Honoring a Family and a Way of Life

Pal Eldredge ’64, Denise Eldredge Sagapolutele ’91 and Waileia Mineshima-Eldredge ’94

A loveable bear of a man in shorts and polo shirt relaxes for a moment on a bench outside Dillingham Hall, waving as old friends pass, hugging a cousin, chatting with students he’s taught through the years. Suddenly he raises a hand and points to a pair of rising seniors.

“Rachael! Oh my gosh!” says Pal Eldredge ’64. “I haven’t see you in forever! I taught your brother.” He turns to her friend and smiles. “Your grandfather is ‘Bomb,’ right? We used to play football and basketball against each other!” The girls grin and plant kisses on his cheek, delighted to talk story with a man who has been part of life at Punahou for at least the last half-century.

Though he’s been at every intersection of campus life since 1970 when he returned to Punahou as a fifth-grade teacher, there is simply no easy definition for what Pal means to the School. His kindness, generosity, warm-hearted spirit, love of sports and music have touched the hearts and lives of thousands of young people, including President Barack Obama ’79 whom he taught in fifth grade.

“For me and for my family, Punahou is just a way of life,” says Pal. “We believe in the School, in the mission, and in the way academics, the arts and athletics are taught. If you want to be a musician, or a painter, you can do that. If you want to be in musical theater or drama, you can do that. If you want to be an athlete, or a National Merit Scholar, you can do that. Punahou provides you with the opportunities.”

Since Punahou’s earliest days, there has been an ancestor of the Eldredge family at the School. Pal’s great-great-grandfather was Charles Hastings Judd, who came to Punahou in 1842. His mother, Leilehua Judd Eldredge, graduated in 1926.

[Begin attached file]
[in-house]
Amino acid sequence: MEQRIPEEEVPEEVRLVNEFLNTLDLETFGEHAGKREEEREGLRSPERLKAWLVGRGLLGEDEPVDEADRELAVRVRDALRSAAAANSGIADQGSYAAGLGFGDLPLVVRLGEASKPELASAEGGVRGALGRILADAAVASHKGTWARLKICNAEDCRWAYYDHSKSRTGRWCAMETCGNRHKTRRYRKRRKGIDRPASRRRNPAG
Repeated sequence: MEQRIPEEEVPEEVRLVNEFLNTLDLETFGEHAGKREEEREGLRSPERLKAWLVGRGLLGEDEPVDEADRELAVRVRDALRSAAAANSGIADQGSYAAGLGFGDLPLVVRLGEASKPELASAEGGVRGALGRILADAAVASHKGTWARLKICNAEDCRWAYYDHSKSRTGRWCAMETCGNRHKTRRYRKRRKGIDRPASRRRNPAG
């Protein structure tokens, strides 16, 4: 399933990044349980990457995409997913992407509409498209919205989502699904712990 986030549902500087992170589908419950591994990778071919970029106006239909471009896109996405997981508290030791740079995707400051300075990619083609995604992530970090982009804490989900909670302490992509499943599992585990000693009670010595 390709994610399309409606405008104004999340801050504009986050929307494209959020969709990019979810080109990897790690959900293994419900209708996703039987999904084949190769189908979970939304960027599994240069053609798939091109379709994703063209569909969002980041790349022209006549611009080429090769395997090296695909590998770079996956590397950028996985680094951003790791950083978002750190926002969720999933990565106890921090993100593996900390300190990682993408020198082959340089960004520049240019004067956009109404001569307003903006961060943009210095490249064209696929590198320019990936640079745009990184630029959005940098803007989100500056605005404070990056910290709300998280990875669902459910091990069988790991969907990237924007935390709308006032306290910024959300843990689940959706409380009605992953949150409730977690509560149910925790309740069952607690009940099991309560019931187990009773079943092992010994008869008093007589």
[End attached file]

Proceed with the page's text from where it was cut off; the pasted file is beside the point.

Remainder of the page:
“And I was almost born here,” laughs his younger daughter, Waileia Mineshima-Eldredge ’94, now part of the Advancement department at the School. “My mom went into labor at his baseball game.” Pal nods at the memory. They finished the game – at her mother’s insistence – and made it to the hospital with barely 20 minutes to spare.

“We grew up on the baseball field,” says Denise Eldredge Sagapolutele ’91 who works in the Punahou cafeteria and whose husband is an assistant operations supervisor at the School. “Dad’s students and his players were our family too.”

Waileia agrees. “I work here. I volunteer here. Punahou is literally woven into the fabric of my being. Dad used to tell us when we were little: There’s family, there’s Punahou, and then everything else.”

Though he retired almost 10 years ago, Pal is still on campus almost every day as a full-time volunteer. Step into the Omidyar K – 1 Neighborhood and he’s in a circle of kindergartners and first-graders, strumming his guitar and singing Hawaiian mele or old Punahou fight songs. Peek into a gathering of students preparing for the Holoku Pageant months in advance, and he’s there, patiently guiding them through the music that sweeps audiences away at these spectacular annual performances. On Alexander Field, you might find him helping to roast 1,500 pounds of pork for Alumni Lu‘au. Down on Chamberlain Field, you’ll probably see him at a baseball game, a sport that’s been close to his heart since he played it as a student.

During this special anniversary year, the tireless volunteerism of Pal and his daughters was visible everywhere – from a retrospective Holoku Pageant to the nationwide launch of the Ku‘u Punahou campaign to Denise’s 25-year Reunion, with its celebratory worldwide toast.

To honor the School that has been part of their extended family for so long, Pal’s daughters led the decision to create the “Pal Fund.” This financial aid endowment will be funded over the coming years, honoring their School for its 175th birthday and their father, who has always been there for Punahou.